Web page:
The foregoing is a description of the installation of a water pedestal 10 that is substantially pre-assembled. If water pedestal 10 is not pre-assembled, it can be assembled on site by first attaching flexible conduit 24 to flexible conduit attachment fitting 27, and then attaching ball valve 28, nipple 34, hose bib 36 and faucet 38 together in a leak-proof manner, checking for leaks along the way. Slip sleeve 32 is attached to the housing 20, such as by nuts and bolts. The housing 20 and slip sleeve 32 is then arranged over hose bib 36, elbow 35, nipple 34, ball valve 28 and flexible conduit 24. A loop 30 is formed above the slip sleeve 32 and inserted into slip sleeve 32, making adjustments in loop 30 to take up any slack in the upper or lower portions of flexible conduit 24. Cap 22 is then placed on the top of housing 20.
In colder climates, it is desirable that insulation be placed inside housing 20 and around the various water carrying parts. For example, packing peanuts could be dumped into housing 20.
FIG. 2 shows a recreational vehicle 50 that has bumped into water pedestal 10. Upon impact, typically at a very slow backing up speed, housing 20 tilts backward in the non-packing material 43, as best seen in the enlarged view shown in FIG. 3. Flexible conduit 24, being attached at its inner end to flexible conduit attachment fitting 27, would normally be pulled away from attachment fitting 27, rupturing the connection. However, the force of the impact acting against housing 20 and flexible conduit 24 causes flexible conduit 24 to pull out some of the excess flexible conduit contained in loop 30, thereby preventing rupturing forces from developing at the point where the flexible conduit 24 is attached to attachment fitting 27.
Repair consists of merely removing the non-packing material 43, standing water pedestal 10 back up in the vertical position shown in FIG. 1, removing cap 22, pulling up excess flexible conduit 24 into loop 30, and replacing non-packing material 43 and cap 22.
While the invention has been described relative to a pedestal for providing a water hookup for recreational vehicles, the pedestal may also include an electric power hookup, a telephone line hookup, a compressed air outlet, etc.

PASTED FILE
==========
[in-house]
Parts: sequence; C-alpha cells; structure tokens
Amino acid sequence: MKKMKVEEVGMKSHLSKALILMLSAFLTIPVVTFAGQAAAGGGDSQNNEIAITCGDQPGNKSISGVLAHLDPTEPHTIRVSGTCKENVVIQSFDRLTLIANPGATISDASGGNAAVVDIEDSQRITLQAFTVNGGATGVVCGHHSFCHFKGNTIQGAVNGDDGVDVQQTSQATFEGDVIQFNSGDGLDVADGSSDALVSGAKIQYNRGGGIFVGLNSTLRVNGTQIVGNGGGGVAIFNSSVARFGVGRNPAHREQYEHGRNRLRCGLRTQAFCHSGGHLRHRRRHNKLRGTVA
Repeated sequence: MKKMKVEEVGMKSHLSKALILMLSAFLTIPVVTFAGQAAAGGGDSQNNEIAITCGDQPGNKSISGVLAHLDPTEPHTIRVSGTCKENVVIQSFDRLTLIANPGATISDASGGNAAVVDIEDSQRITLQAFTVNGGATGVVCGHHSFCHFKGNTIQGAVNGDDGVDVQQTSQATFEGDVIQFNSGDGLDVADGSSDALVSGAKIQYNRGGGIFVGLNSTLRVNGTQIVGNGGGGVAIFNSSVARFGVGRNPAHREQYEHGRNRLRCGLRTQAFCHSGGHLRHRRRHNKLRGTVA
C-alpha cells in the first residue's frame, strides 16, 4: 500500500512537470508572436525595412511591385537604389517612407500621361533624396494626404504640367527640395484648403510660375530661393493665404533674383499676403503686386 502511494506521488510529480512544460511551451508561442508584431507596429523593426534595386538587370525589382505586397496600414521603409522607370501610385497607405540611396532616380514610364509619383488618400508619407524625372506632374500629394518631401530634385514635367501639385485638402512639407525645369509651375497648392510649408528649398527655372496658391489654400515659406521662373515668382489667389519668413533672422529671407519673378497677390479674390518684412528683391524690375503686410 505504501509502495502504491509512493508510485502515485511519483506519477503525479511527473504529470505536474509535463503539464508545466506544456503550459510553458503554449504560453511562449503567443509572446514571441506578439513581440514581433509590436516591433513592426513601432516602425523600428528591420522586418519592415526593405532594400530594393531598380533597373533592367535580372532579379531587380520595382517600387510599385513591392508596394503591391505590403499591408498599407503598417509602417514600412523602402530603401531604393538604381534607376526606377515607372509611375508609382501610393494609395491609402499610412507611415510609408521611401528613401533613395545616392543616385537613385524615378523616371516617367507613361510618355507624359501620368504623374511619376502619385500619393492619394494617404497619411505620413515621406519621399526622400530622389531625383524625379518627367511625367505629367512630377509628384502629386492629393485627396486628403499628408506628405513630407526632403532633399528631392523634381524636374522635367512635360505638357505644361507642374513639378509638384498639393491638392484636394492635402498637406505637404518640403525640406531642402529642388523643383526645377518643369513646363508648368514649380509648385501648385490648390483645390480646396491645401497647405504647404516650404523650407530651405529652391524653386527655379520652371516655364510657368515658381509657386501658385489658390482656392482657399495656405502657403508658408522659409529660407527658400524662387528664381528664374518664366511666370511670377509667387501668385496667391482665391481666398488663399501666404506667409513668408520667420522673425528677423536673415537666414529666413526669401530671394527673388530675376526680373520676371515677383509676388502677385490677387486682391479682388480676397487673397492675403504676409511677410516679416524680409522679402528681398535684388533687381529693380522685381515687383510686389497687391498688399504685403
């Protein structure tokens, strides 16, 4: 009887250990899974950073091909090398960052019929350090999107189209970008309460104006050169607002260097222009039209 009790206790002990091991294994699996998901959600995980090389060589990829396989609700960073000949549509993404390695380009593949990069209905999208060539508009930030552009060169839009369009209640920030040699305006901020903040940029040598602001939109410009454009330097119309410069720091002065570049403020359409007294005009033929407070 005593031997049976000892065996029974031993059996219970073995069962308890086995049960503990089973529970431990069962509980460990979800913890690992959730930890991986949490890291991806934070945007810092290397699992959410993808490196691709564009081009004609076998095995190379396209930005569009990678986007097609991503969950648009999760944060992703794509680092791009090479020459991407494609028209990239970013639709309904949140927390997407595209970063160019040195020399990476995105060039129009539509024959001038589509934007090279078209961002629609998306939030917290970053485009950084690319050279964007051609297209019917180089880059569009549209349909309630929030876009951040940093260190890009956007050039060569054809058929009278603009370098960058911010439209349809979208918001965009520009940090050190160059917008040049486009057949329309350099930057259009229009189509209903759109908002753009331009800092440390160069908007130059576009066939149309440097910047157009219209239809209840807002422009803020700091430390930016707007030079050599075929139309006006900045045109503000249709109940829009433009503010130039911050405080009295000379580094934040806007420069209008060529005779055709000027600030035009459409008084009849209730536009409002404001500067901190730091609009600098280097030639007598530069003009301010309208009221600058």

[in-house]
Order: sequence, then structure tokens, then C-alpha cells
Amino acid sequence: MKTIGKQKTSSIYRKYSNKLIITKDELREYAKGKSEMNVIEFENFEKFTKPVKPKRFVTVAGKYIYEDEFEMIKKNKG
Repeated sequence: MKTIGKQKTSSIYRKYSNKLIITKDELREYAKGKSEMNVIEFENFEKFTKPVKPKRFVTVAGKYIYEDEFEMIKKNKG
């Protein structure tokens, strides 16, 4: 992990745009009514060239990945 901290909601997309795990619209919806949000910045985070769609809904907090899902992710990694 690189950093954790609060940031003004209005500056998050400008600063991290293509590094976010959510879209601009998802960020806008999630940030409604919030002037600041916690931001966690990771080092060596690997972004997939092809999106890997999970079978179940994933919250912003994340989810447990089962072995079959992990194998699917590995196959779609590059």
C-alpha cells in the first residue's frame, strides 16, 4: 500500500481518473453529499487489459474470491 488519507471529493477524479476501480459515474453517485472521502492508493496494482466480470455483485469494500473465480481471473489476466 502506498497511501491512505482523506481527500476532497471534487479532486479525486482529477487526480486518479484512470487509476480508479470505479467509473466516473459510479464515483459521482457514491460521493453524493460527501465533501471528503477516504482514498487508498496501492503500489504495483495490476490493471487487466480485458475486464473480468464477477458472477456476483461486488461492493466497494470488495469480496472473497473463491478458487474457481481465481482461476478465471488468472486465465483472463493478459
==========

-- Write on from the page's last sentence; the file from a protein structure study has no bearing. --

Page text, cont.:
It will be obvious to those having skill in the art that many changes may be made to the details of the above-described embodiments of this invention without departing from the underlying principles thereof. The scope of the present invention should, therefore, be determined only by the following claims.
|Cited Patent||Filing date||Publication date||Applicant||Title|
|US4133021 *||Jul 25, 1977||Jan 2, 1979||King Harold M||Multiple utility pedestal|
|US4519657||Feb 19, 1981||May 28, 1985||Common Sense Products Pty. Ltd.||Multiple service unit|
|US4556080 *||Jun 29, 1984||Dec 3, 1985||Societe Anonyme Dite: Societe Metallurgique Haut-Marnaise||Casing with assisted opening for protecting an apparatus in the form of a post|
|US4785376||Apr 14, 1987||Nov 15, 1988||Dively Robert C||Utility pedestal construction|
|US4951182||Jul 17, 1989||Aug 21, 1990||General Electric Company||Modular plastic power-light pedestal enclosure|
|US5184279||Jul 13, 1992||Feb 2, 1993||General Electric Company||Power pedestal having television, telephone and luminaire adapter unit|
|US6021804 *||Apr 28, 1998||Feb 8, 2000||Griffin & Cantrell Company, Inc.||Cover for protecting piping assemblies|
|US6247490 *||Jan 6, 2000||Jun 19, 2001||The Gorman-Rupp Company||Booster station|
|U.S. Classification||137/363, 137/377, 137/364, 137/382|
|International Classification||E01F9/018, E03B9/20|
|Cooperative Classification||E03B9/20, E01F9/631, Y10T137/6995, Y10T137/7043, Y10T137/7062, Y10T137/6991|
|European Classification||E01F9/018, E03B9/20|
|Jun 14, 2006||REMI||Maintenance fee reminder mailed|
|Nov 16, 2006||SULP||Surcharge for late payment|
|Nov 16, 2006||FPAY||Fee payment|
Year of fee payment: 4
|Jul 5, 2010||REMI||Maintenance fee reminder mailed|
|Nov 26, 2010||LAPS||Lapse for failure to pay maintenance fees|
|Jan 18, 2011||FP||Expired due to failure to pay maintenance fee|
Effective date: 20101126